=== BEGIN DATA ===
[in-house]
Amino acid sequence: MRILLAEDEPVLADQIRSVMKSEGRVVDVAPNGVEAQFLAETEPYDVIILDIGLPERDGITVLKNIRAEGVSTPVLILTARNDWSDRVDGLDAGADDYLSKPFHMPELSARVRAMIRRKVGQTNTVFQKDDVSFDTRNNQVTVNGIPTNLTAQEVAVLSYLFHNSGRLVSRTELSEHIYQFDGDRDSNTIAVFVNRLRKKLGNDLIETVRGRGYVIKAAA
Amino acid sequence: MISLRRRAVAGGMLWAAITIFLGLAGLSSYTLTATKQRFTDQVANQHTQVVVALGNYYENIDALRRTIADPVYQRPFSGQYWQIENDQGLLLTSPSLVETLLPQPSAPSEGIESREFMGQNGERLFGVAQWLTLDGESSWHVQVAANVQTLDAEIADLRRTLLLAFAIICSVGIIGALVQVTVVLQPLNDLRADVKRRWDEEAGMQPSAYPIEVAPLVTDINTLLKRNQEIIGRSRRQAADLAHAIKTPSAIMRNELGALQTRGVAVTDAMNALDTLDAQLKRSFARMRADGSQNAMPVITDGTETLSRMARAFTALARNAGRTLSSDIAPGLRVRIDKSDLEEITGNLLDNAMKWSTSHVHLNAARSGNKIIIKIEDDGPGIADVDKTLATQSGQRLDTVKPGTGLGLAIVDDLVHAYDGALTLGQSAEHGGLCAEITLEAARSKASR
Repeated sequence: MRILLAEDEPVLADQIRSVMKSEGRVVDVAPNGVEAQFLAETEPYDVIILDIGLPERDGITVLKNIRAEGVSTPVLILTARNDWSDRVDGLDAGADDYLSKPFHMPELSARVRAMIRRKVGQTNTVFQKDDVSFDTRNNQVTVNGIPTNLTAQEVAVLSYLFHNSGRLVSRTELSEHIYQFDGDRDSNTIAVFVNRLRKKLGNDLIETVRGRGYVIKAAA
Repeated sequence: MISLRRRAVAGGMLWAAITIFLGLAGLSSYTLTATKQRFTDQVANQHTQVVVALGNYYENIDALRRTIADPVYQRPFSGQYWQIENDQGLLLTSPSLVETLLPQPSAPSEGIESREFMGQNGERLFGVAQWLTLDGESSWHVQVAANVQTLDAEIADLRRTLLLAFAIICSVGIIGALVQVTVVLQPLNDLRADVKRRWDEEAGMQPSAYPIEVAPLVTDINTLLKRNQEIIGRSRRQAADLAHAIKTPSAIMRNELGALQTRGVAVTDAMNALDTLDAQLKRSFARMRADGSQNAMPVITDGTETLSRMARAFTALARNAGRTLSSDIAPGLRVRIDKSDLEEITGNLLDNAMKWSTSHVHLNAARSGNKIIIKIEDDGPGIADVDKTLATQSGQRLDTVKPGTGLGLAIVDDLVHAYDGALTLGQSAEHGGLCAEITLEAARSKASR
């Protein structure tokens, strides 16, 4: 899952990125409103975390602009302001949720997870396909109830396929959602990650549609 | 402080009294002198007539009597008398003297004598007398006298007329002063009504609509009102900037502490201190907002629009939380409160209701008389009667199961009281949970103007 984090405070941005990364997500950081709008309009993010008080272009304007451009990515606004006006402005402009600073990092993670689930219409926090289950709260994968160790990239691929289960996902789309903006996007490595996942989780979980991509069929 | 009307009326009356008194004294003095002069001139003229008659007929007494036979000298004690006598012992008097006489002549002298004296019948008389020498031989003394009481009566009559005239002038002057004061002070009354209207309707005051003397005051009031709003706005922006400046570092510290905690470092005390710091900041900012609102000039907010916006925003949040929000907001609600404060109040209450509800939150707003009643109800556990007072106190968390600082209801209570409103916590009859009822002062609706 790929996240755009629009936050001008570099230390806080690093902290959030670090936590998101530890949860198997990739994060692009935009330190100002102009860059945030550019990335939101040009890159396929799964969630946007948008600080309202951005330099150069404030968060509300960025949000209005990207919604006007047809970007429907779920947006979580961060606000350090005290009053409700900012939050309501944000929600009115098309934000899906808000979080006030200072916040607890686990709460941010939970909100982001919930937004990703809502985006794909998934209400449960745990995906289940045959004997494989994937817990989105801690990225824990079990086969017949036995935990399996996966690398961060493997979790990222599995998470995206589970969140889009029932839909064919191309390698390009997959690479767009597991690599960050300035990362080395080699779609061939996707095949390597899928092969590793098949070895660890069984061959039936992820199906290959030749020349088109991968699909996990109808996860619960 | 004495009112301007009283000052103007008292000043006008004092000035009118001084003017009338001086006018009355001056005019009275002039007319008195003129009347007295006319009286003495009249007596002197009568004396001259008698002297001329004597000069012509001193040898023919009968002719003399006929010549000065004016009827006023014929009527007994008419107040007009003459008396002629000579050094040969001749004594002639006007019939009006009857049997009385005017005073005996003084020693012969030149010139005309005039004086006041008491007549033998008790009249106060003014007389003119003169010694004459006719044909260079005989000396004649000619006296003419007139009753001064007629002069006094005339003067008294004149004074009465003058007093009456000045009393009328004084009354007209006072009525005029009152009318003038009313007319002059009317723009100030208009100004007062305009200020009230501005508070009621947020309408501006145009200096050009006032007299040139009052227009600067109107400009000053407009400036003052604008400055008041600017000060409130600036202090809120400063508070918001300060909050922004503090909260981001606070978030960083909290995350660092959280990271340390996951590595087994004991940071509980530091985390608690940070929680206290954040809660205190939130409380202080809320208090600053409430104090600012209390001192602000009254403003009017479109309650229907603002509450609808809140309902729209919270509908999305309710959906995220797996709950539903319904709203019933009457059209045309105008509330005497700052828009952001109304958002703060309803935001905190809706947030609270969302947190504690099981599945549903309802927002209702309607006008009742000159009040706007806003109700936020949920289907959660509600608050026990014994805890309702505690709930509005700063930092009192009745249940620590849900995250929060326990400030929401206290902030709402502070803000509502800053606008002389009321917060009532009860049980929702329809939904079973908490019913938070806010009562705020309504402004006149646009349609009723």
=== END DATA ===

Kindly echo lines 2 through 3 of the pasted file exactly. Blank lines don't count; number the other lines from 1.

Amino acid sequence: MRILLAEDEPVLADQIRSVMKSEGRVVDVAPNGVEAQFLAETEPYDVIILDIGLPERDGITVLKNIRAEGVSTPVLILTARNDWSDRVDGLDAGADDYLSKPFHMPELSARVRAMIRRKVGQTNTVFQKDDVSFDTRNNQVTVNGIPTNLTAQEVAVLSYLFHNSGRLVSRTELSEHIYQFDGDRDSNTIAVFVNRLRKKLGNDLIETVRGRGYVIKAAA
Amino acid sequence: MISLRRRAVAGGMLWAAITIFLGLAGLSSYTLTATKQRFTDQVANQHTQVVVALGNYYENIDALRRTIADPVYQRPFSGQYWQIENDQGLLLTSPSLVETLLPQPSAPSEGIESREFMGQNGERLFGVAQWLTLDGESSWHVQVAANVQTLDAEIADLRRTLLLAFAIICSVGIIGALVQVTVVLQPLNDLRADVKRRWDEEAGMQPSAYPIEVAPLVTDINTLLKRNQEIIGRSRRQAADLAHAIKTPSAIMRNELGALQTRGVAVTDAMNALDTLDAQLKRSFARMRADGSQNAMPVITDGTETLSRMARAFTALARNAGRTLSSDIAPGLRVRIDKSDLEEITGNLLDNAMKWSTSHVHLNAARSGNKIIIKIEDDGPGIADVDKTLATQSGQRLDTVKPGTGLGLAIVDDLVHAYDGALTLGQSAEHGGLCAEITLEAARSKASR